Are you running urgently from task to task and place to place with a desire to do life faster and easier? Perhaps you’ve caught the convenience virus.
The convenience virus can get under your skin. Like a rash you can’t soothe, it will spread throughout your life if you don’t rein it in.
Fast and easy is the measure of our time
Convenience ideology gained popularity when advertisers and product designers of the 1950s teamed up to create an insatiable desire for labour-saving “mod-cons,” such as kitchen appliances. It surged again in the 90s, capturing our imaginations with rapid progress in electronics, computing, consuming, and communicating. It just keeps on growing and going.
Convenience ideology propels the evolution of design and changes how we live, survive, prosper, fit in and interact.
We all want convenient ways to perform menial tasks, but a lack of discernment around our desire for convenience is a real danger. If we allow our desire for fast and easy to bleed into every aspect of our lives, including our health and wellbeing, creativity, and spirituality, we drain our life force. We lose patience with the most important parts of ourselves.
The growing aversion to experience, learning and creating
From grade schools to universities, teachers are increasingly complaining about their students’ desire to escape the learning process entirely. Thinking is too laborious and slow for many students. They have an urgent need to know, without a willingness to fully experience and explore their subjects.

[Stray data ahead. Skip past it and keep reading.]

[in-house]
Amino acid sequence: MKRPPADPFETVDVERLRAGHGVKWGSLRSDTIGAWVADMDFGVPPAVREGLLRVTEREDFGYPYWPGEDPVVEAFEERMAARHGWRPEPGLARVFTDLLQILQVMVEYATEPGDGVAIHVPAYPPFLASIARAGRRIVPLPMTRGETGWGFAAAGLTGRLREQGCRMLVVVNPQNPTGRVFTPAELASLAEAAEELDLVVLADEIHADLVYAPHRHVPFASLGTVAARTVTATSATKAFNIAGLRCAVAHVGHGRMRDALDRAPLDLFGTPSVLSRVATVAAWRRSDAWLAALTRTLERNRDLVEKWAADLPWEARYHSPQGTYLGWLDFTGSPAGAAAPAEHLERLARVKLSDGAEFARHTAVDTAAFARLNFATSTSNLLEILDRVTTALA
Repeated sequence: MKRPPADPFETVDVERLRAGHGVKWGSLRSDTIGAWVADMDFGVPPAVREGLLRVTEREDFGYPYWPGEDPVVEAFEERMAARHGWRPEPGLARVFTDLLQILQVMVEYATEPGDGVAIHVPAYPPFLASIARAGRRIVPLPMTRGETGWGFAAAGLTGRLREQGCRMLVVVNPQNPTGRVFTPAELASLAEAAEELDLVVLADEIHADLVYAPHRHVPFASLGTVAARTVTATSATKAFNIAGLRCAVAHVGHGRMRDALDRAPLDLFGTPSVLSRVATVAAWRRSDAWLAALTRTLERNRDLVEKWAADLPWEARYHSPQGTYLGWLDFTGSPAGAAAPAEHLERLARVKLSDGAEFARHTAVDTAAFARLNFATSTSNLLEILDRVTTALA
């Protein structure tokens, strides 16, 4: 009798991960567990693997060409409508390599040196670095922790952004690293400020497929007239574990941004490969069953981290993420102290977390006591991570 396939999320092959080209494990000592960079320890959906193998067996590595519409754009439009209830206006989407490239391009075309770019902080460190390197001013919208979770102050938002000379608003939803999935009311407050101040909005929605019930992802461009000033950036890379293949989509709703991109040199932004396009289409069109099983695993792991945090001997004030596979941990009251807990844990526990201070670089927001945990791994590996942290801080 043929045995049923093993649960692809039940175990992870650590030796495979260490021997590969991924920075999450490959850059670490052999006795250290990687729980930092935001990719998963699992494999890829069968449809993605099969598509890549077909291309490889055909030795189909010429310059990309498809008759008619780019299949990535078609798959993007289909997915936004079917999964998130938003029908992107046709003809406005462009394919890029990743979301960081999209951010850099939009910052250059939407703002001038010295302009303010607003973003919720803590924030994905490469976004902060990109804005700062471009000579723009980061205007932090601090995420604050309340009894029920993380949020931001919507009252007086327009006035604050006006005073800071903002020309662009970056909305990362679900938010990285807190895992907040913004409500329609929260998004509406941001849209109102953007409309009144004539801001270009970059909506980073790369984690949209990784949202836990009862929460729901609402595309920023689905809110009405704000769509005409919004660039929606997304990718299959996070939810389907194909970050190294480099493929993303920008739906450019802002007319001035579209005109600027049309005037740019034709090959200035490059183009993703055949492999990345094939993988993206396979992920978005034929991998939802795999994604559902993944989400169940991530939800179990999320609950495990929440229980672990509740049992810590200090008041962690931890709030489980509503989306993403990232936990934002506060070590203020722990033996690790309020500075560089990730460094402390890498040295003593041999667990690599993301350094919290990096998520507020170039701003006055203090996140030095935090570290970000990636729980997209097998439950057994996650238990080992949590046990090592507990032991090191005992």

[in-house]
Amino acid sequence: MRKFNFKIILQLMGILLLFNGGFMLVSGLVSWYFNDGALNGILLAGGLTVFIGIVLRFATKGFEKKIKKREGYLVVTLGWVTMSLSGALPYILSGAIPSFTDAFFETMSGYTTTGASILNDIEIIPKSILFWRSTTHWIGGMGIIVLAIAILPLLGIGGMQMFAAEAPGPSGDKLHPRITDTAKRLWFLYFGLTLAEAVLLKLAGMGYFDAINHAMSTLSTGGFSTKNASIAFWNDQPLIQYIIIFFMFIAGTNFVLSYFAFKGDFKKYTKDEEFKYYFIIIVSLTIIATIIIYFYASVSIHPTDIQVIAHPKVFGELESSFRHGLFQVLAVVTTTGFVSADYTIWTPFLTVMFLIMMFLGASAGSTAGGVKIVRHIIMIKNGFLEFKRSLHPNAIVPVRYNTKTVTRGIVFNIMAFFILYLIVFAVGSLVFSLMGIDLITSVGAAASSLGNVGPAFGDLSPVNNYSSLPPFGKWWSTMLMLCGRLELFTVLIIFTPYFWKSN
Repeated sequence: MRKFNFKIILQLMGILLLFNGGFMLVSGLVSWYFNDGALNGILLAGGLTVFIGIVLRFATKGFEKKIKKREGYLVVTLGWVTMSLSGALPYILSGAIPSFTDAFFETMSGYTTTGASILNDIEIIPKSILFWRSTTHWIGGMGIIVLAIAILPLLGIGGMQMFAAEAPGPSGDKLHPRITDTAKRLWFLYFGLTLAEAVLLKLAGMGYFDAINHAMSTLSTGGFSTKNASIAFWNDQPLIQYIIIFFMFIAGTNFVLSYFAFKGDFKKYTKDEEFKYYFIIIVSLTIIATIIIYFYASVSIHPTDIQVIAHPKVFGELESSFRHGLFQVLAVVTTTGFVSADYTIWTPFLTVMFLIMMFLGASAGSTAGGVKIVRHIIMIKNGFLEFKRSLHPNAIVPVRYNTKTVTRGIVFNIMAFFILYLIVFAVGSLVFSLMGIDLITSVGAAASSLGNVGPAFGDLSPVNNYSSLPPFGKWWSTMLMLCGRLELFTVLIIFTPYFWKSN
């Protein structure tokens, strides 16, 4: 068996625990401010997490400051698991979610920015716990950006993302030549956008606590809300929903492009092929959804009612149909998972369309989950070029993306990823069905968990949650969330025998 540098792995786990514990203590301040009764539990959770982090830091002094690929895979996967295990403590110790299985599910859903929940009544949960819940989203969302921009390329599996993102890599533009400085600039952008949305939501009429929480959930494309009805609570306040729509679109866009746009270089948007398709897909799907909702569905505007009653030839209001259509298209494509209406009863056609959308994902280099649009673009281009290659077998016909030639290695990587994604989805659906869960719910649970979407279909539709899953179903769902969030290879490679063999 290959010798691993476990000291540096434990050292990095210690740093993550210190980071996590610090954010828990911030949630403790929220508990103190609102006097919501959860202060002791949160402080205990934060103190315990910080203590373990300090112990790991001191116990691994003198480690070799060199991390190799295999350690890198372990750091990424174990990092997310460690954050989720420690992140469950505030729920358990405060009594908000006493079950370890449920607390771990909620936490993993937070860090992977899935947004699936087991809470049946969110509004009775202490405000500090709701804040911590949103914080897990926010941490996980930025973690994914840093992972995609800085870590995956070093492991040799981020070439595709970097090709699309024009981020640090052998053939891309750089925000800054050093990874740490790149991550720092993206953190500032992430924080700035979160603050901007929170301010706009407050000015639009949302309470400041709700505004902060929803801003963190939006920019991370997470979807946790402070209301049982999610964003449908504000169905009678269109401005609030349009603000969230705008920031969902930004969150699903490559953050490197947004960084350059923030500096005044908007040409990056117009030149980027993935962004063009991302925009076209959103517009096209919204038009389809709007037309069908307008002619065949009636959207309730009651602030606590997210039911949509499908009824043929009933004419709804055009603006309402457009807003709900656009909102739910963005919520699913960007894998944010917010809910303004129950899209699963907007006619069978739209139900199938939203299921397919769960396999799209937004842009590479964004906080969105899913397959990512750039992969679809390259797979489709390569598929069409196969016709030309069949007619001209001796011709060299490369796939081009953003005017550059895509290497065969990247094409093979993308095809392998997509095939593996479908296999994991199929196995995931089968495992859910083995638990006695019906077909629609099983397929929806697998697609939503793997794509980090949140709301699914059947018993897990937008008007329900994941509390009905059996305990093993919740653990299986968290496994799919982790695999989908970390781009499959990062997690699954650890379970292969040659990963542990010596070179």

I recently read an astounding interview with a University philosophy professor who said his students did not want to study. That’s right; his philosophy students reported that they didn’t have time to read books on philosophy. These students had become so used to consuming short bursts of information that they pressured him to cull his reading list down to just a few “essential” books.
The professor reluctantly gave the students his shortlist, which cut his original list by half. A week later, they began to ask exactly which passages they should read. The students said they didn’t have time to read the entire shortlist, or, as it turned out, even a single book.
This story reflects many of our current attitudes:
- Why should I practice when I can get qualified, anyway?
- Why get experience when I can have success without it?
- Why seek knowledge when information is available on the topic? (What is knowledge? Isn’t it just information that you hold in your head? Why bother when I’ve got Google?)
- Why develop new skills when I learned them at school?
- Why create something when I can buy it?
- Why get my hands dirty and sweaty, fumble, and make mistakes?